and then by visualization.
<5> Ward BJ. Griffin DE.
Changes in cytokine production after measles virus vaccination:
predominant production of IL-4 suggests induction of a Th2 response.
Clinical Immunology & Immunopathology. 67(2):171-7, 1993 May.
Immunization with live measles virus vaccine produces transient depression
of delayed-type hypersensitivity (DTH) skin test responses and
mitogen-induced lymphoproliferation irrespective of the serostatus of the
recipient of the vaccine. To investigate this immune suppression further
we studied peripheral blood mononuclear cells (PBMC) from adults before (N
= 17) and at various times after (N = 34) immunization with measles virus
vaccine. PHA-induced lymphoproliferation was decreased after vaccine and
this was partly reversed by supplementation with rIL-2. There was no
change in the proportion of PBMC that were CD4+ T cells, CD8+ T cells, NK
cells, or B cells as analyzed by flow cytometry. Supernatant fluids were
collected from PBMC after 72 hr in culture. Analysis for cytokines after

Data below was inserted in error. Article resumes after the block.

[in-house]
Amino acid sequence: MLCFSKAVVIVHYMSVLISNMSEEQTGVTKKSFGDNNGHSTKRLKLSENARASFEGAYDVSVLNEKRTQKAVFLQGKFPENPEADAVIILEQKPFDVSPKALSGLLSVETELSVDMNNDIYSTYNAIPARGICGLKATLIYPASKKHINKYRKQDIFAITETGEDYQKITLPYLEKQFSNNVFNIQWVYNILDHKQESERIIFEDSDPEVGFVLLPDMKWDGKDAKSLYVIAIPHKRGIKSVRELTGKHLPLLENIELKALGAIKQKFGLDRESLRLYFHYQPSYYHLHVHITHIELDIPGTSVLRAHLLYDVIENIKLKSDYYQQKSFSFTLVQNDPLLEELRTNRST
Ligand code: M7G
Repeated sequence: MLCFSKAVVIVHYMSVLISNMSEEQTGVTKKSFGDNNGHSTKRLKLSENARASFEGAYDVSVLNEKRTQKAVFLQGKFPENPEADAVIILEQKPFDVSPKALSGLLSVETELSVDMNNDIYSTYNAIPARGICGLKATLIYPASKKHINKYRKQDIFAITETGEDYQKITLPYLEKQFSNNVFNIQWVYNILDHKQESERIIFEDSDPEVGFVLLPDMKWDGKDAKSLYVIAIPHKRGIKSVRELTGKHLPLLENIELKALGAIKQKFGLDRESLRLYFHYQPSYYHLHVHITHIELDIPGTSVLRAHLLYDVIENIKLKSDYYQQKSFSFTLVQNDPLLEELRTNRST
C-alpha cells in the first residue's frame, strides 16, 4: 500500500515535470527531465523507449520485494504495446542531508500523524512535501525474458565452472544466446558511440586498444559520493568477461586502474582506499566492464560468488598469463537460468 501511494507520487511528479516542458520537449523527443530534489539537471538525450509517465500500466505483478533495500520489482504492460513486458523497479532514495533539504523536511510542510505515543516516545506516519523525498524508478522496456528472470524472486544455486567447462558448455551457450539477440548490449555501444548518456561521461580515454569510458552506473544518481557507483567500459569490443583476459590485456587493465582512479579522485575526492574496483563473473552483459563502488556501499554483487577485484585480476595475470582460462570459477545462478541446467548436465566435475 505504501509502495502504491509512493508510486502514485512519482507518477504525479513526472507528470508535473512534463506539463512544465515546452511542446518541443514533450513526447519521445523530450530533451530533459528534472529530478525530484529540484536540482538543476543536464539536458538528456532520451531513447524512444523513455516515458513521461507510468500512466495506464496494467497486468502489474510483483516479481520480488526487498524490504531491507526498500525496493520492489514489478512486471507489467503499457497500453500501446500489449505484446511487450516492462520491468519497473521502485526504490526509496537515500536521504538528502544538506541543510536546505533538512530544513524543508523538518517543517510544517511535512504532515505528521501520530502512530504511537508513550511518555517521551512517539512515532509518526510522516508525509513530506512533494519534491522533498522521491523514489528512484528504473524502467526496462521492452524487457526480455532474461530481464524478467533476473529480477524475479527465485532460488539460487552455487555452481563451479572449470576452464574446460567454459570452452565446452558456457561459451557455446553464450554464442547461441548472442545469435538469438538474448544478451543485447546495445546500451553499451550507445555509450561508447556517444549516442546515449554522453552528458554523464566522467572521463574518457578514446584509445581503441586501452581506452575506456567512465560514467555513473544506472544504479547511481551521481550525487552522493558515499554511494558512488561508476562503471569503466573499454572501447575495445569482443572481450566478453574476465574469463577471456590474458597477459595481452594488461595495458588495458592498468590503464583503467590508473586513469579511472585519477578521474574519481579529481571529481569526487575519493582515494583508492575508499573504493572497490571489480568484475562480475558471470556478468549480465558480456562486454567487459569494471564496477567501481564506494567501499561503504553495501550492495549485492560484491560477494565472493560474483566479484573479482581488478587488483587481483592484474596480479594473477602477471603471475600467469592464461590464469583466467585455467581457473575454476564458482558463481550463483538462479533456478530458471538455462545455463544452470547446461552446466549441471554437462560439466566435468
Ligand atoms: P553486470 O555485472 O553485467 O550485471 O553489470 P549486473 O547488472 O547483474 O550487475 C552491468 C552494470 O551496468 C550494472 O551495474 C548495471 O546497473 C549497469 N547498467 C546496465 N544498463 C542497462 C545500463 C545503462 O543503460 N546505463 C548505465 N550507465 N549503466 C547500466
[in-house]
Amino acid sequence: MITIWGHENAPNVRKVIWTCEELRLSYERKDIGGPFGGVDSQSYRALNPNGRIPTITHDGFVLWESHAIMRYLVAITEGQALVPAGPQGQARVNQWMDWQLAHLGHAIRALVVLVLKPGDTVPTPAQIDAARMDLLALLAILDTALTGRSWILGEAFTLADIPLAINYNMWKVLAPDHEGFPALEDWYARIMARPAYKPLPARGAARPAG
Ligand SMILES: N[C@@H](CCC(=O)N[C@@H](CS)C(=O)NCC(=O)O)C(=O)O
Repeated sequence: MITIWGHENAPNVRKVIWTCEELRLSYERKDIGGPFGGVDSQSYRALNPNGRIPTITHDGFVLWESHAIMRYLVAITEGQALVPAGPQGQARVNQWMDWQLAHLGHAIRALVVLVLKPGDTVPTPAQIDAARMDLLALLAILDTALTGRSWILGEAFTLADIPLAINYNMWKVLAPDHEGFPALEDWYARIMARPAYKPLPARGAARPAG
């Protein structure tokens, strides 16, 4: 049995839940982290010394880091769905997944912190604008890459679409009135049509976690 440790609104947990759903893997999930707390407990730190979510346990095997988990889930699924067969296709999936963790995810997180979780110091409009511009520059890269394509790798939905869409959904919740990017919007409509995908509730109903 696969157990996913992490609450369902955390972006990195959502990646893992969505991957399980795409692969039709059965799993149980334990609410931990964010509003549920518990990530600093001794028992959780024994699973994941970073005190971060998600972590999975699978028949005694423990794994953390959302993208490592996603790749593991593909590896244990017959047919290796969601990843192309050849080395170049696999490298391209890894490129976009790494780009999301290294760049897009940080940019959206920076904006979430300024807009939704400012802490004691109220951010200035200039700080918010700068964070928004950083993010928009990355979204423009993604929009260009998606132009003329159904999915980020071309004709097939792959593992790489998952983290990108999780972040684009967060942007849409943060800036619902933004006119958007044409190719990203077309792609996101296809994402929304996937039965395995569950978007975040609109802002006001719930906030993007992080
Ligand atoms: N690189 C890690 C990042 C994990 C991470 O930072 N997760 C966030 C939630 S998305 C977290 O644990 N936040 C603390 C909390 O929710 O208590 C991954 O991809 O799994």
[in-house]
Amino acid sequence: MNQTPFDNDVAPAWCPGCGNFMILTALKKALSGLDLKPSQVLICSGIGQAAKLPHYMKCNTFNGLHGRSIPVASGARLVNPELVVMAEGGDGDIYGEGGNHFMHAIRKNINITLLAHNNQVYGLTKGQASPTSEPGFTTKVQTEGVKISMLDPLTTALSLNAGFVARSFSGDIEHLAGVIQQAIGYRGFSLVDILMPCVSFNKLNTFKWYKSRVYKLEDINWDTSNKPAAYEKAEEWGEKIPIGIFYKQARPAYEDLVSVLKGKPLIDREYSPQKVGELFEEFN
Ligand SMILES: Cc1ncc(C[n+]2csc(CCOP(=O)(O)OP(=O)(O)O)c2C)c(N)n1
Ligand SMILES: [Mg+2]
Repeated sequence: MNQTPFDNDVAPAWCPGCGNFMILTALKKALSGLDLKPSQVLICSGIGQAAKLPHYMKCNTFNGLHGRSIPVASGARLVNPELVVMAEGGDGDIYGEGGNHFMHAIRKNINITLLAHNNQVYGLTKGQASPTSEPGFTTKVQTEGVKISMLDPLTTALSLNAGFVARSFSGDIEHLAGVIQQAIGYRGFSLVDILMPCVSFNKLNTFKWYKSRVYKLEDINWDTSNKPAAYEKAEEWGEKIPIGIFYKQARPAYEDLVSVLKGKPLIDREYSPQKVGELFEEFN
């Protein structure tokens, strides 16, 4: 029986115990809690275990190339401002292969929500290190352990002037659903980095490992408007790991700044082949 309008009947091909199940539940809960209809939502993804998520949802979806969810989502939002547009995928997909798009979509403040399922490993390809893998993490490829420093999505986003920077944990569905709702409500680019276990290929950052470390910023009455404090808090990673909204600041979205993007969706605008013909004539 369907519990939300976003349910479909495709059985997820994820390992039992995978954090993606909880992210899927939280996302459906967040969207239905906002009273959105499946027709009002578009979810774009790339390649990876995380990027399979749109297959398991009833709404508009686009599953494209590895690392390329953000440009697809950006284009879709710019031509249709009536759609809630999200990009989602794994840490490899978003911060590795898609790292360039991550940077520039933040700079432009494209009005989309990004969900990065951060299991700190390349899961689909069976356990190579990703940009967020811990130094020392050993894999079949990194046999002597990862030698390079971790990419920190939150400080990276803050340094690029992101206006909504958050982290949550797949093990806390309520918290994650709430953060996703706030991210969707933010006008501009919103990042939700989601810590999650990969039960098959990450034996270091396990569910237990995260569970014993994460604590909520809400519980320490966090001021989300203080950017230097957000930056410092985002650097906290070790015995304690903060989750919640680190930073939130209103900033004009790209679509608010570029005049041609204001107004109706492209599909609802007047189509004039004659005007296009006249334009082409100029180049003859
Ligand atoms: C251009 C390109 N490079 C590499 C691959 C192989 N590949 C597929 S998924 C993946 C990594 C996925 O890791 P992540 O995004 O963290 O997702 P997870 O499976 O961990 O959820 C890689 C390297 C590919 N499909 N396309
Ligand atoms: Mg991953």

vaccination showed spontaneous production of high levels of IL-4
(vaccinees 99 +/- 23; controls 5.6 +/- 5.6 ng/ml, P = 0.031) and TNF alpha
(vaccinees 140 +/- 45; controls 42 +/- 14 pg/ml, P = 0.072) accompanied by
low levels of IFN-gamma (vaccinees 1.3 +/- 0.6; controls 14.3 +/- 10.1
U/ml), IL-1 alpha (vaccinees 111 +/- 22; controls 442 +/- 107 pg/ml, P =
0.0001), and PGE2 (vaccinees 75 +/- 39; controls 300 +/- 72 pg/ml, P =
0.048). Increased amounts of IL-4 were also produced after stimulation
with PHA (vaccinees 140 +/- 25; controls 40 +/- 40 ng/ml, P = 0.013) while
levels of IFN-gamma and soluble IL-2 receptor were similar to controls and
levels of IL-1 alpha (vaccinees 443 +/- 67; controls 792 +/- 118 pg/ml, P
= 0.026) remained low. Addition of rIL-2 had little effect on these
cytokine levels. These data suggest that Th2 cells producing IL-4 are
preferentially activated by measures vaccine and may contribute to the
immunologic abnormalities associated with immunization for measles and
possibly other viral infections.
<6> Wu VH et al. Measles virus-specific cellular immunity in patients
with vaccine failure.
Journal of Clinical Microbiology. 31(1):118-22, 1993 Jan.
The cytotoxic T-lymphocyte (CTL) response to measles virus (MV) was
studied in blood samples from 13 acute- and early convalescent-phase
patients with measles infection despite previous vaccination with the
live-MV vaccine. MV CTL responses were also measured in six healthy peer